Libya is another risky proxy war theater for Turkey. Its deals with the al-Sarraj government over troop deployment and maritime borders will become null and void if the Libyan civil war, begun in 2014, ends with Gen. Haftar's victory. The chief of staff of the LNA, Farag Al-Mahdawi, announced that his forces would sink any Turkish ship approaching the Libyan coast. "I have an order; as soon as the Turkish research vessels arrive, I will have a solution. I will sink them myself," Al-Mahdawi warned, noting that the order was coming from Haftar. On December 21, Haftar's forces seized a Grenada-flagged ship with Turkish crew aboard, on the suspicion that it was carrying arms. The ship was later released.

The European Union is another factor why Erdoğan, once again, is probably betting on the wrong horse. Technically speaking, Turkey is a candidate for full EU membership, but it is an open secret that accession talks have not moved an inch during the past several years, and with no prospects of progress in sight. Making membership prospects even gloomier, EU foreign ministers in November agreed on economic sanctions for Ankara for violating Cyprus' maritime economic zone by drilling off the island.

The Mediterranean chess game leaves Turkey in alliance with the breakaway Turkish Cypriot statelet and one of the warring factions in Libya, versus a strategic grouping of Greece, Cyprus, Egypt (and the UAE), Israel, and the other warring Libyan group.
Turkey parliament approves Libya military deployment
Turkey’s parliament passed a bill on Thursday approving a military deployment to Libya, aimed at shoring up the UN-backed government in Tripoli.

The beleaguered Tripoli government has been under sustained attack since April by military strongman General Khalifa Haftar, who is backed by Turkey’s regional rivals Saudi Arabia, Egypt and the United Arab Emirates.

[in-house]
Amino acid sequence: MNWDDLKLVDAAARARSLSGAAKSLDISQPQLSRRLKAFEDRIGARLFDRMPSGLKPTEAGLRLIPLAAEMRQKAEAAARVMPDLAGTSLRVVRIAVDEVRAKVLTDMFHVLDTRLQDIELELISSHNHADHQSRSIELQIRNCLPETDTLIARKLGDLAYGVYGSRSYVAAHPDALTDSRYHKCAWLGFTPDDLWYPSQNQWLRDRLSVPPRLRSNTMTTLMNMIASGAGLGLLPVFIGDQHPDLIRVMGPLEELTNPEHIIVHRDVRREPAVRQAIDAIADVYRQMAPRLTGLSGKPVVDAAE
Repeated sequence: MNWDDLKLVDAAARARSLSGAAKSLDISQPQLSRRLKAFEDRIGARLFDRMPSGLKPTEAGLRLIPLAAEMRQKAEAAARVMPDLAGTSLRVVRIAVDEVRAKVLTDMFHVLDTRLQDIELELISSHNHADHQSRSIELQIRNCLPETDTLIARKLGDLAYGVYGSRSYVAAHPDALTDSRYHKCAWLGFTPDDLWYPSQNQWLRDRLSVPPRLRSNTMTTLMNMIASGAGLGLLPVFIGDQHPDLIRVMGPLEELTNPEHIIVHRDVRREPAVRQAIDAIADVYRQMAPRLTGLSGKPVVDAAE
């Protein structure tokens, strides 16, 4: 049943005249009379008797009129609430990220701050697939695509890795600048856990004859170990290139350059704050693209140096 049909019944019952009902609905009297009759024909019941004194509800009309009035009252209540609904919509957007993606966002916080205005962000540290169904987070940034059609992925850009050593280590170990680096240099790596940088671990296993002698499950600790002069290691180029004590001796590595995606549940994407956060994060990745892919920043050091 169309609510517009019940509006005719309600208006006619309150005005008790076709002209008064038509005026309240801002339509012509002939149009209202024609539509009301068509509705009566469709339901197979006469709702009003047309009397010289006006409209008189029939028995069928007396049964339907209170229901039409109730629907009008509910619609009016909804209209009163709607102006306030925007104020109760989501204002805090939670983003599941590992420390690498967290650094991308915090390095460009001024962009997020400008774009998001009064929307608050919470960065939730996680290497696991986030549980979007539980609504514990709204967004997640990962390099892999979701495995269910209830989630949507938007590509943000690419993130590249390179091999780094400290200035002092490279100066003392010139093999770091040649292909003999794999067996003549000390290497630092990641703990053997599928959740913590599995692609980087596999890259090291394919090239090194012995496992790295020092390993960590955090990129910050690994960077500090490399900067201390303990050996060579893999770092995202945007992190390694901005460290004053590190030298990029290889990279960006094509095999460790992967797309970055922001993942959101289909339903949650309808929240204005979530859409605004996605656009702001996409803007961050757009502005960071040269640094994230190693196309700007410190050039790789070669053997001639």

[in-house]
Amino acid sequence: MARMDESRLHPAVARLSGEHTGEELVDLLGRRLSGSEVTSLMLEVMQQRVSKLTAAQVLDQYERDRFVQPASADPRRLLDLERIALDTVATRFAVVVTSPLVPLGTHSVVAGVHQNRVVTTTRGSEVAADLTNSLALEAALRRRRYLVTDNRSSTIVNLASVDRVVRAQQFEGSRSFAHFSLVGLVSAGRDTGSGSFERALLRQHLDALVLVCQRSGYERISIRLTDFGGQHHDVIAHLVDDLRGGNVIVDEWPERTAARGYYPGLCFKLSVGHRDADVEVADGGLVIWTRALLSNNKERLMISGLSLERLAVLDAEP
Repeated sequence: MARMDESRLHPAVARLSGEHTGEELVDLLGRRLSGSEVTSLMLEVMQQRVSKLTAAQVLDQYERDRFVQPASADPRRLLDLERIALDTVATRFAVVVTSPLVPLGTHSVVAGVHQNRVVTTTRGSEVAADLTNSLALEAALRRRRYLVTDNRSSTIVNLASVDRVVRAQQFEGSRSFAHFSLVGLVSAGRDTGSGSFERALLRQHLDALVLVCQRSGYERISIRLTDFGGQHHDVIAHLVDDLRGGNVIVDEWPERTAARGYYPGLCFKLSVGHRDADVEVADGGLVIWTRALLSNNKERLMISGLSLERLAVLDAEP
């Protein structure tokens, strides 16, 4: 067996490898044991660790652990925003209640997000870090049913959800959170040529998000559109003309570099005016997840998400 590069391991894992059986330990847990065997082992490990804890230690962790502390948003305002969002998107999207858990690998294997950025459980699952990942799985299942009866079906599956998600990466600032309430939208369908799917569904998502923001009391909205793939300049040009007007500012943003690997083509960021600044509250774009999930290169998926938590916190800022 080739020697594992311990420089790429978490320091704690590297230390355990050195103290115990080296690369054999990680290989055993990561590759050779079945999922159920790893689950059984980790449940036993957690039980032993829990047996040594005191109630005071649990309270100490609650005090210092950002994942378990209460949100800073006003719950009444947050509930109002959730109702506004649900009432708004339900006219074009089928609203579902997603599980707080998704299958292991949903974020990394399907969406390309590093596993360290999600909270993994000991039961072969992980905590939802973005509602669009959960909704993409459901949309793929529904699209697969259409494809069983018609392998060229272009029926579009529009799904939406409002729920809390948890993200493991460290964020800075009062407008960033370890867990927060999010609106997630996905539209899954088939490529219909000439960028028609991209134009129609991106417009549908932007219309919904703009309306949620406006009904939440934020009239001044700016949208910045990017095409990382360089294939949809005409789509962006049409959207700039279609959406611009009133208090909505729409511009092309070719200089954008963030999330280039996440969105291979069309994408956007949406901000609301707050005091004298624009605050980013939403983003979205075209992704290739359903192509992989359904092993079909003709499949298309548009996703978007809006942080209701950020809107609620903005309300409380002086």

President Recep Tayyip Erdogan’s office confirmed last Friday that a request for military support had been received from the Tripoli-based Government of National Accord (GNA).

No details have been given on the scale of the potential deployment, and Vice President Fuat Oktay told state news agency Anadolu on Wednesday that no date had yet been set.

“We are ready. Our armed forces and our defense ministry are ready,” he said, adding that parliamentary approval would be valid for a year.

He described the parliament motion as a “political signal” aimed at deterring Haftar’s army.

“After it passes, if the other side changes its attitude and says, ‘OK, we are withdrawing, we are abandoning our offensive,’ then what should we go there for?”

The bill passed easily through Turkey’s parliament, by 325 votes to 184.
JCPA: The Turkish-Libyan Maritime Agreement and the Struggle over the Mediterranean
Turkey's AKP Party, which has ruled for nearly 20 years, has increasingly become preoccupied with the nation's Ottoman past, especially under the leadership of President Erdogan. At its zenith, the Ottoman Empire stretched from Algiers in the west to Iraq in the east. The Ottomans seized Jerusalem in 1517.

A new opportunity for restoring what are viewed as former Ottoman territorial claims has recently arisen with the Turkish-Libyan maritime agreements concluded on November 27, 2019. While Libya is split between two governments, Prime Minister Fayez al-Sarraj based in Tripoli, with Turkish support, created an Exclusive Economic Zone for Libya extending 200 nautical miles into the Mediterranean Sea.

Libya's Exclusive Economic Zone now touches the Exclusive Economic Zone of Turkey, making their maritime borders contiguous in the middle of the Mediterranean Sea. These agreements do not establish sovereignty over the Mediterranean seabed, but they do help define the rights of Mediterranean states to exploit hydrocarbon resources.

The Libyan move was opposed by many states; Egypt registered its objections to the UN Security Council. Israeli leaders privately called the Libyan-Turkish deal illegal.